I am not sure if the story “quoted” has been fully understood by you, as told to you by your friend.

My Mother died a few months ago at almost 92, she had been a Catholic all of her life. I have been a JW for about 35 years. My Father died about 4 years ago (a Protestant), and I have no Brothers or Sisters. My Mother had dementia for the last 4 years, and was in a nursing home.

This situation put me in the position of being responsible for my Mother, she a Catholic and me a JW.

JW’s do not (or should not and cannot) interfere with another persons religion.

When my Mother originally went into the nursing home a few years ago, I was asked about her religious needs, I told the administrator that she was a Catholic, and should have visits from the Catholic Clergy etc and should have communion etc. This however was for her, not me. As a JW, I had no right to interfere with her religion, although I wanted nothing to do with it myself personally.

A few months ago, my Mother was dying and was taken from the nursing home to the Hospital, and I arrived at the Hospital about 30 mins later. When it was established by the Doctor that she had about 24 hours to live, I phoned some of my Catholic relatives and told them of the situation. One of the relatives asked that my Mother have the “last rites”, so I asked the Hospital staff to find a RC Priest or a RC Hospital Chaplain for her as soon as possible. A lady RC Hospital Chaplain arrived within 30 mins, and my Mother had the “last rites”. However again this was for my Mother, not me. I stood outside my Mother’s room, whilst this was happening, and did not have anything to do with it myself.

In regards to my Mother funeral, I arranged a compromise. A lady from the local RC Church whom had been visiting my Mother at the nursing home every week for 4 years , arranged for Mass to be said at the local RC Church for her the morning of her funeral (I did not attend). The funeral itself was at a Funeral Parlor, and was conducted by a secular funeral celebrant (it was a non religious service). The funeral parlor service was excellent, and everyone was very happy with it. The RC lady who had been visiting my Mother every week was there, as were all of the Catholic, Protestant and non-religious relatives and friends.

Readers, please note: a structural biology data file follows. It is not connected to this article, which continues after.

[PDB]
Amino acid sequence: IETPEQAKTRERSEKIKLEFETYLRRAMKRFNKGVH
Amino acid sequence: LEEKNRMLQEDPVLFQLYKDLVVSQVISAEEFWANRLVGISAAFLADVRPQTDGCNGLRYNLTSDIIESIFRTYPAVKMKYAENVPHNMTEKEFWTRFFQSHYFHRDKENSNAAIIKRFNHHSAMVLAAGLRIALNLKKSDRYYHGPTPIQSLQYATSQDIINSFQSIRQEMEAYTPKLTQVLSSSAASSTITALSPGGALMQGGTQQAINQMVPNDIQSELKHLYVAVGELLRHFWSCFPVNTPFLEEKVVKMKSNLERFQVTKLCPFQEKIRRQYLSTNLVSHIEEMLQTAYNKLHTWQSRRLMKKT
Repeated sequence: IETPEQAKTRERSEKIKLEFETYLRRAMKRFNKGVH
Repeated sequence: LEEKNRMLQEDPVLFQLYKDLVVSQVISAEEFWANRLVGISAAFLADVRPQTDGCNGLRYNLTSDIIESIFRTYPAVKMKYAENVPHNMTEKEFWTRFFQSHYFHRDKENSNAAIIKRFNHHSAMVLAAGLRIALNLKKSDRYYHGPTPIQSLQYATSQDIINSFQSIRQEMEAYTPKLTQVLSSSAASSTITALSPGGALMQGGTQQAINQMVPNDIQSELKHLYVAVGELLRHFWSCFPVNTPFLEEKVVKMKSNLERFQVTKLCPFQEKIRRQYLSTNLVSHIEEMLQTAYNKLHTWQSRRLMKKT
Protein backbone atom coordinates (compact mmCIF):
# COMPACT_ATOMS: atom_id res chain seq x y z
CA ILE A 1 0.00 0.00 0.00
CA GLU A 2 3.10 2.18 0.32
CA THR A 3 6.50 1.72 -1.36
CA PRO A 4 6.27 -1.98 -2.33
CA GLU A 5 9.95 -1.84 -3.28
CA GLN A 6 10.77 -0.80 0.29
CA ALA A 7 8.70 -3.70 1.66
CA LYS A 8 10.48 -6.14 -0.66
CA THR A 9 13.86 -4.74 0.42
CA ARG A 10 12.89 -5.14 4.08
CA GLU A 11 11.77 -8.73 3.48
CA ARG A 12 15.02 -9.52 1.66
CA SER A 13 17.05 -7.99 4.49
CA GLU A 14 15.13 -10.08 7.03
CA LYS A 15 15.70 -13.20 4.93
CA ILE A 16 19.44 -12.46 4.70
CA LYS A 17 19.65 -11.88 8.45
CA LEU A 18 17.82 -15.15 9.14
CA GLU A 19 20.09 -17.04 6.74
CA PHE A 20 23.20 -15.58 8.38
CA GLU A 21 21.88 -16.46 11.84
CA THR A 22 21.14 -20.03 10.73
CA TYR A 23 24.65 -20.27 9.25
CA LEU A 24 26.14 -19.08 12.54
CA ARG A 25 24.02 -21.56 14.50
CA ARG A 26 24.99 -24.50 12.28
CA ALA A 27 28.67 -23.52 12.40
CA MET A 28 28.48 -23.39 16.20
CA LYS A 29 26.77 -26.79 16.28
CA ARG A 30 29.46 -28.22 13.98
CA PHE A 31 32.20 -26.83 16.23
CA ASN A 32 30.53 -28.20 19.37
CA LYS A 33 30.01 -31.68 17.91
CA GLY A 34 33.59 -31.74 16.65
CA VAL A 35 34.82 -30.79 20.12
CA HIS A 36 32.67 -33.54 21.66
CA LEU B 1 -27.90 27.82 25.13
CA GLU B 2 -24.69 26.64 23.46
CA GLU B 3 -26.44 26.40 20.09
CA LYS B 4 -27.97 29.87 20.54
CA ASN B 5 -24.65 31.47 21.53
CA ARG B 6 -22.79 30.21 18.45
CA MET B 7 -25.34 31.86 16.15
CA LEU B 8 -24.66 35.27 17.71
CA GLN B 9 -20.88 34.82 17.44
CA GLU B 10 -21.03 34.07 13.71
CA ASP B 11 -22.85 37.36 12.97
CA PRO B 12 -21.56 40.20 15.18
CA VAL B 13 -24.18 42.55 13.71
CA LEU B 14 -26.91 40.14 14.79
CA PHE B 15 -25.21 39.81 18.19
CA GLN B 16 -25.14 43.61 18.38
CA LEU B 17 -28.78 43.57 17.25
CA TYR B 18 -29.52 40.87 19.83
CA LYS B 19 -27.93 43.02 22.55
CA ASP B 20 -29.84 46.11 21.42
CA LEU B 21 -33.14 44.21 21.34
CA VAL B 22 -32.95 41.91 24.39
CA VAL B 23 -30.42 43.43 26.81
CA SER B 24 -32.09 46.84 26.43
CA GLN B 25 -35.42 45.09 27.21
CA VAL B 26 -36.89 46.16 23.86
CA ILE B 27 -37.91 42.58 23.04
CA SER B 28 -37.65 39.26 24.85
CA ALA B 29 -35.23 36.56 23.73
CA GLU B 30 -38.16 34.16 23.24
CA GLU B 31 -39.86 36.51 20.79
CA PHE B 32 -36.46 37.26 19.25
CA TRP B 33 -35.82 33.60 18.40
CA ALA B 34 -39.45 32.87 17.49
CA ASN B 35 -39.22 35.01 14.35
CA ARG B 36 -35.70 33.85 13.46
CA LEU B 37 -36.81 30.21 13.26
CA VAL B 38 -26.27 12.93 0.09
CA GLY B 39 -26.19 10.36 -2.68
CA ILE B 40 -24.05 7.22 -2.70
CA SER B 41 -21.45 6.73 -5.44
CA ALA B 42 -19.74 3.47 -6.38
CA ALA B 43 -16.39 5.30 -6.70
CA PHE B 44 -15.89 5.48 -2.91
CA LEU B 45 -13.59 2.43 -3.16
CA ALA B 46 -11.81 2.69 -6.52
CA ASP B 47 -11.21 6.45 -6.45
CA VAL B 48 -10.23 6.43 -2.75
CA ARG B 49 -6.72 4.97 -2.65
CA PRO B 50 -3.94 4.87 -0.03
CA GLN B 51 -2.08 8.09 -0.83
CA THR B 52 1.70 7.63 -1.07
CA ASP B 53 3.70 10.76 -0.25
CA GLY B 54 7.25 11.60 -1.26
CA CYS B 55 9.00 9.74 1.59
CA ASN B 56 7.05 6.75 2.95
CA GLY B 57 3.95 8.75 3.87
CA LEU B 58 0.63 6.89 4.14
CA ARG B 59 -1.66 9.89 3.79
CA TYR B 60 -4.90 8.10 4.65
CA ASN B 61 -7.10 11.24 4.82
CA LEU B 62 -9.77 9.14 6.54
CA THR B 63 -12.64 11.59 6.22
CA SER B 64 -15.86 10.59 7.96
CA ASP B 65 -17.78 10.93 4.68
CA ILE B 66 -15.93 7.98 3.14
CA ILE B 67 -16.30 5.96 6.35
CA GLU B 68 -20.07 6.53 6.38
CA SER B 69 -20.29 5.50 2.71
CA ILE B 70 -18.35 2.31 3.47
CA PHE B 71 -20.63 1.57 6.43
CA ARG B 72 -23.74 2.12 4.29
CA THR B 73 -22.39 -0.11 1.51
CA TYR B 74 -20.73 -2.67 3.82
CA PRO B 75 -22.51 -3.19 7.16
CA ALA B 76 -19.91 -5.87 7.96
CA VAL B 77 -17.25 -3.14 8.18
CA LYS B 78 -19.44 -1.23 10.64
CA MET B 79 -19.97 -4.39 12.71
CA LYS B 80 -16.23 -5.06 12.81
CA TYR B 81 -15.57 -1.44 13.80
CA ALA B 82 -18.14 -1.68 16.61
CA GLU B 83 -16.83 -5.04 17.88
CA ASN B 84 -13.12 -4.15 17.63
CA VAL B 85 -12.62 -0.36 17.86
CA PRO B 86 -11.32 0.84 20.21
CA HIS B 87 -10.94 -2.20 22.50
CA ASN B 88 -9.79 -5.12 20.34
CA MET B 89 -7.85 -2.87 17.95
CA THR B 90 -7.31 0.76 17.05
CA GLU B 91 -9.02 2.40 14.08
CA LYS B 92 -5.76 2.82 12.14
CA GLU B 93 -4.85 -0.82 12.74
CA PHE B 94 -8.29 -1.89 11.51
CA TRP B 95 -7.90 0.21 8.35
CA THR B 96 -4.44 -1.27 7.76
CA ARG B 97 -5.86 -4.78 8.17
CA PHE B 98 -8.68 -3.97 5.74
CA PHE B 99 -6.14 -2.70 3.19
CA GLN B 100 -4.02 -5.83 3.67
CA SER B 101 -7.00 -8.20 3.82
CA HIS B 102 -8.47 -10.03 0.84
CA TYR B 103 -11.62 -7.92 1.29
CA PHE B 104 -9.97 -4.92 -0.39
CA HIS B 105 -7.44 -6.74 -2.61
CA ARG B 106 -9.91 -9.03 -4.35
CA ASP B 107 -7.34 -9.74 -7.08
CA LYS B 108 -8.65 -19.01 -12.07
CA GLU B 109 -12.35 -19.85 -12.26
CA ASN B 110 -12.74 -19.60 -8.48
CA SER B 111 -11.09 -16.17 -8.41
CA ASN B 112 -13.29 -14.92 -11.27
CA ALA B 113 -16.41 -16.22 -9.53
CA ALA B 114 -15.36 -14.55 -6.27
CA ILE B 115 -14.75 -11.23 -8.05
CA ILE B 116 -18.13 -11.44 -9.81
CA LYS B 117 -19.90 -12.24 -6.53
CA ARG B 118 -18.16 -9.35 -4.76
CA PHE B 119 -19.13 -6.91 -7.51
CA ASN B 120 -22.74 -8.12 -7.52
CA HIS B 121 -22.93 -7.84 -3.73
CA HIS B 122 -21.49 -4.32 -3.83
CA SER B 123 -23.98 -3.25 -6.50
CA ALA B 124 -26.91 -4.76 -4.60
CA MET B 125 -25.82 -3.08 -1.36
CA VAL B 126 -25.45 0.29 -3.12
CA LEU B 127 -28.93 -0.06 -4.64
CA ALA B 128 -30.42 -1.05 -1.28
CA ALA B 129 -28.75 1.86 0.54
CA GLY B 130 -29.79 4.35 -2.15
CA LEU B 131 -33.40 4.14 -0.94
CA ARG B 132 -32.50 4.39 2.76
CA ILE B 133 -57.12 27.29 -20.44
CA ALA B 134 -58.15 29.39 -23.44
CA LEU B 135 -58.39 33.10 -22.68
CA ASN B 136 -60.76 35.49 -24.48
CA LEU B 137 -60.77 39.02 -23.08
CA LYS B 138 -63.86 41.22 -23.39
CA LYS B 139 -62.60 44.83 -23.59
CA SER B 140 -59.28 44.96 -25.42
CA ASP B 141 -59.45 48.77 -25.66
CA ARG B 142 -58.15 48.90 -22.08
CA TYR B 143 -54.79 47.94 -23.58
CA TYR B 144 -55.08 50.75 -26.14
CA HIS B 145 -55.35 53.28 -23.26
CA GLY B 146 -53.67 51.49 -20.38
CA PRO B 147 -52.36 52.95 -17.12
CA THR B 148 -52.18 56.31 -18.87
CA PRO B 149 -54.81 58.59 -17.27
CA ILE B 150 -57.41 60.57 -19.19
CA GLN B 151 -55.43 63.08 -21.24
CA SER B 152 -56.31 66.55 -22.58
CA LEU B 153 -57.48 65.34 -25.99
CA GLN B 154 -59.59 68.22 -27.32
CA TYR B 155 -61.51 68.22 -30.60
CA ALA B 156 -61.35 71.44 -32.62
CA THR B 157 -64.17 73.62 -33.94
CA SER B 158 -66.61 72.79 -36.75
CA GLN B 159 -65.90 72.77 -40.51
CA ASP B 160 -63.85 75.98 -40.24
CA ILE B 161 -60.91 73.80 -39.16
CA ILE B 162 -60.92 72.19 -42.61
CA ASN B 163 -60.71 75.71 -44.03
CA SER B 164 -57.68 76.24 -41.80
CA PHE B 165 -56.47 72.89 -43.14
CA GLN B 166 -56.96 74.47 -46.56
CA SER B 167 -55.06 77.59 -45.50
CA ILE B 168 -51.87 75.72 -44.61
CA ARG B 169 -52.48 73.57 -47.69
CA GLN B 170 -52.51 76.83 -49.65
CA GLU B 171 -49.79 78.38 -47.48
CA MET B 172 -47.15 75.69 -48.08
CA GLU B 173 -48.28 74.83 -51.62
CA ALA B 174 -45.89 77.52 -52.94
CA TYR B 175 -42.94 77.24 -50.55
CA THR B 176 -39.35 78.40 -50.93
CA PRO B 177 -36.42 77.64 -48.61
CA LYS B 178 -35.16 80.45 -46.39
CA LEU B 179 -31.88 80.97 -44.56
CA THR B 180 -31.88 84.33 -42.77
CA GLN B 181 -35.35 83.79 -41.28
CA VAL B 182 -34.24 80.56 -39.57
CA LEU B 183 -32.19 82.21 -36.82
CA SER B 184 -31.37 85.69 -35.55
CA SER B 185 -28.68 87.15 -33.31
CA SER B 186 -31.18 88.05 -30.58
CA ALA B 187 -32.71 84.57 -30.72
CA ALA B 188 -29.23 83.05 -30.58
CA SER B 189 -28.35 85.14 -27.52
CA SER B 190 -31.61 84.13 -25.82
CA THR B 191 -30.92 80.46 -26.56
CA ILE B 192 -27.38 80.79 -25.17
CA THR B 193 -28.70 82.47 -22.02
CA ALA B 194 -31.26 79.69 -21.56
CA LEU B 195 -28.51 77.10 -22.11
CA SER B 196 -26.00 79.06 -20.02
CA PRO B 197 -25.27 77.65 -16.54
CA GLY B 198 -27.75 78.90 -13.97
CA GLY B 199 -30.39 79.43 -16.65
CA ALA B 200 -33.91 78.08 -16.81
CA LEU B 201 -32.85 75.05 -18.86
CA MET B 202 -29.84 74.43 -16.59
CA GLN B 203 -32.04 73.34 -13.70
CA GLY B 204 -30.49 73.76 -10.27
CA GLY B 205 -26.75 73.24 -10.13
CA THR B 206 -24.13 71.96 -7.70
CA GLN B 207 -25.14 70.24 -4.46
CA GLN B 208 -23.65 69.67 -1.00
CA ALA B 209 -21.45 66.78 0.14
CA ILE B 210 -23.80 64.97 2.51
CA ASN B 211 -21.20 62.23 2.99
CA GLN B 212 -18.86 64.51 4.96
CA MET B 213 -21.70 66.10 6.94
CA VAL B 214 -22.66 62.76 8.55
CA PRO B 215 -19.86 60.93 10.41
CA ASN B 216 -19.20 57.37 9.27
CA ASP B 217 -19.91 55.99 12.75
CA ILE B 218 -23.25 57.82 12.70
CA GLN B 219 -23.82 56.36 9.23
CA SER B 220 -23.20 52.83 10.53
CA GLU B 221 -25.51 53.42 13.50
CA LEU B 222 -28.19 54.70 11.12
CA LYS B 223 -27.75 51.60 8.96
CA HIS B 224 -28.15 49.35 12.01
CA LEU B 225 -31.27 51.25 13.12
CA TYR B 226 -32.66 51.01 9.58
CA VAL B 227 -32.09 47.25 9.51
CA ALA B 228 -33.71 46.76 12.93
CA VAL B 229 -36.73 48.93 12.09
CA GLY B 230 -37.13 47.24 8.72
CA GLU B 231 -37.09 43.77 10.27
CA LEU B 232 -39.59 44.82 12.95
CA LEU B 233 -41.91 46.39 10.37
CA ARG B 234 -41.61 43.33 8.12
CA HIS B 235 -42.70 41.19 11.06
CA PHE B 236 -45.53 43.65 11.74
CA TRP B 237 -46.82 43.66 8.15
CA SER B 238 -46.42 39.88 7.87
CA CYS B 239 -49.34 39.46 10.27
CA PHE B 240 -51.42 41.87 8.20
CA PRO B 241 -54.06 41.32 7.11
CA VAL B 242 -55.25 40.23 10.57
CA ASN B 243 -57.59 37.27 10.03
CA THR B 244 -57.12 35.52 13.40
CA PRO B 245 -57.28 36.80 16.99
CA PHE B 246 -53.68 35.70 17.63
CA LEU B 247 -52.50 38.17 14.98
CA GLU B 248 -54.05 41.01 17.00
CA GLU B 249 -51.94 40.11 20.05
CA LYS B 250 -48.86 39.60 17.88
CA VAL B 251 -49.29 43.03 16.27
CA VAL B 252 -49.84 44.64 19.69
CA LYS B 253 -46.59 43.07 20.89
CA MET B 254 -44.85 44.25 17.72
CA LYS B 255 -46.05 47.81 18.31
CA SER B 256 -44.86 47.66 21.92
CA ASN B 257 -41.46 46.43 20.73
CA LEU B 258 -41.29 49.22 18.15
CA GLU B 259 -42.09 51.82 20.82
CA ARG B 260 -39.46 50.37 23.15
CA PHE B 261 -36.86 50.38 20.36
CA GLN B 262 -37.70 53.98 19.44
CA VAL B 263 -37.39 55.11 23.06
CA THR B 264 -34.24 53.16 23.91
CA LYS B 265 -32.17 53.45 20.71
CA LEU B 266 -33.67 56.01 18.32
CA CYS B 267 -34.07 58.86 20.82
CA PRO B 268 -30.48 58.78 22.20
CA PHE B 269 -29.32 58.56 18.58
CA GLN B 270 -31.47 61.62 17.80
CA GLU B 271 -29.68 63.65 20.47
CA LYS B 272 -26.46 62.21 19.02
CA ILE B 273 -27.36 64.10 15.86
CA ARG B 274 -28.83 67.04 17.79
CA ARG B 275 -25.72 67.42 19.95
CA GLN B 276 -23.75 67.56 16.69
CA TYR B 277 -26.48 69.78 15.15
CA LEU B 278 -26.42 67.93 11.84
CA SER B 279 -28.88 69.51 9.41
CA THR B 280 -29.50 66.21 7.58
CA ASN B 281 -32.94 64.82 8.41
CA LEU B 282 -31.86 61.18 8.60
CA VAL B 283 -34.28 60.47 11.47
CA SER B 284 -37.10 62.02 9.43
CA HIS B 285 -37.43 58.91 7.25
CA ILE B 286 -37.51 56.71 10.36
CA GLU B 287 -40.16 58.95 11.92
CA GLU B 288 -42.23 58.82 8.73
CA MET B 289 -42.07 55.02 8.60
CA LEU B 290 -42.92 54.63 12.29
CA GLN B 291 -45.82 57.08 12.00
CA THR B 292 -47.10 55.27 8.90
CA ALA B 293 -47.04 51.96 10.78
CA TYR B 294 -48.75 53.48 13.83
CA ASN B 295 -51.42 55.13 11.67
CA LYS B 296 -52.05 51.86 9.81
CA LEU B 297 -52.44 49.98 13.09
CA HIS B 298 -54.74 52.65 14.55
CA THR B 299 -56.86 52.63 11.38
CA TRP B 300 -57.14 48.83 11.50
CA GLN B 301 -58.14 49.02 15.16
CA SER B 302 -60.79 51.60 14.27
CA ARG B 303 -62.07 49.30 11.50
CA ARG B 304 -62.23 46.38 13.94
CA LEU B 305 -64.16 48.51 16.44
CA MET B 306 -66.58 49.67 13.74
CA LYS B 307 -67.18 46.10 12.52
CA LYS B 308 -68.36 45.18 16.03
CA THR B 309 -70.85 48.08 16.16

After the funeral I wrote a letter of thankyou to the local RC Church, to be given to the RC lady whom had visited my Mother very week for 4 years. I had visted my Mother at the Nursing Home (for an hour or so) almost everyday for 4 years (I missed about 5 days in that time). JW’s must honor and look after their parents regardless of who they are, or what ever religion they are.

I sent my Mother’s ashes to her RC sister to bury them as according to any RC way she wished.

Anyway, that’s my story about a similar situation as you quoted slyboots. :slight_smile:

“LISTEN to your father who caused your birth, and do not despise your mother just because she has grown old,” counseled the wise man of long ago. (Proverbs 23:22)

God’s Word counsels: “Honor your father and your mother ... that it may go well with you and you may endure a long time on the earth”!—Ephesians 6:2,*3.

Servants of God have deep regard for their parents, even though these may have grown old. (Proverbs 23:22-24) They honor them. In doing so, they experience what the inspired proverb says: “Your father and your mother will rejoice, and she that gave birth to you will be joyful.” (Proverbs 23:25) And most of all, those who honor their elderly parents also please and honor Jehovah God.

God bless you Alpha for treating your Mother and her beliefs with such love and respect.

Jeff Schwehm

Alpha -

I second Jeff’s praise of your actions. God bless you for your respectful treatment of your mother and her beliefs.


I’m not sure if I’m getting the names exactly right, but for books on the Arianism try the following.
All have some chapters dealing with the heresy.

The Great Heresies, by Belloc

Triumph, by HW Crocker

The Founding of Christendom, by W. Carroll